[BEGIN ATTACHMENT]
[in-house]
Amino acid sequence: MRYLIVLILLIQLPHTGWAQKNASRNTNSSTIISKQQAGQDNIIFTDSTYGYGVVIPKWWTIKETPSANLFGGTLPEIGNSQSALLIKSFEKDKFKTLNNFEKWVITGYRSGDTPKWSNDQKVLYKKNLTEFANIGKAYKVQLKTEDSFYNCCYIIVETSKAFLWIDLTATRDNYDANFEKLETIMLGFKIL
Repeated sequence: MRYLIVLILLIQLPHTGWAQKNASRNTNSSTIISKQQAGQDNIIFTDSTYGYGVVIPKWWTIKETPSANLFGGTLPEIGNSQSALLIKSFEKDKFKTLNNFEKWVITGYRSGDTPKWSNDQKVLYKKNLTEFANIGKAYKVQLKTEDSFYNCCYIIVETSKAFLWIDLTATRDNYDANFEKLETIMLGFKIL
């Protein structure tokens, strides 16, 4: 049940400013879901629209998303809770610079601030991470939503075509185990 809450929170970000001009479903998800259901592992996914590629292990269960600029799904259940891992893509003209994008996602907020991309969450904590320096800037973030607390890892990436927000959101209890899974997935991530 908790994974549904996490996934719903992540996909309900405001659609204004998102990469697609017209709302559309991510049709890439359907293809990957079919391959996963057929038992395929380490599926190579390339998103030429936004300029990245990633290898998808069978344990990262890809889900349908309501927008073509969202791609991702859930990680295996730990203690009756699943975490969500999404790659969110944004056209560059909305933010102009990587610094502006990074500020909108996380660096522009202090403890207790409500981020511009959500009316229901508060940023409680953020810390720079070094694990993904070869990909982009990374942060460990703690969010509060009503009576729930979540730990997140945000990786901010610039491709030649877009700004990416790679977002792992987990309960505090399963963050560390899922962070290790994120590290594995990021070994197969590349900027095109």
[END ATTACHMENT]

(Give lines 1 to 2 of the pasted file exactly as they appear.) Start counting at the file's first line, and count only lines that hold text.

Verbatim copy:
[in-house]
Amino acid sequence: MRYLIVLILLIQLPHTGWAQKNASRNTNSSTIISKQQAGQDNIIFTDSTYGYGVVIPKWWTIKETPSANLFGGTLPEIGNSQSALLIKSFEKDKFKTLNNFEKWVITGYRSGDTPKWSNDQKVLYKKNLTEFANIGKAYKVQLKTEDSFYNCCYIIVETSKAFLWIDLTATRDNYDANFEKLETIMLGFKIL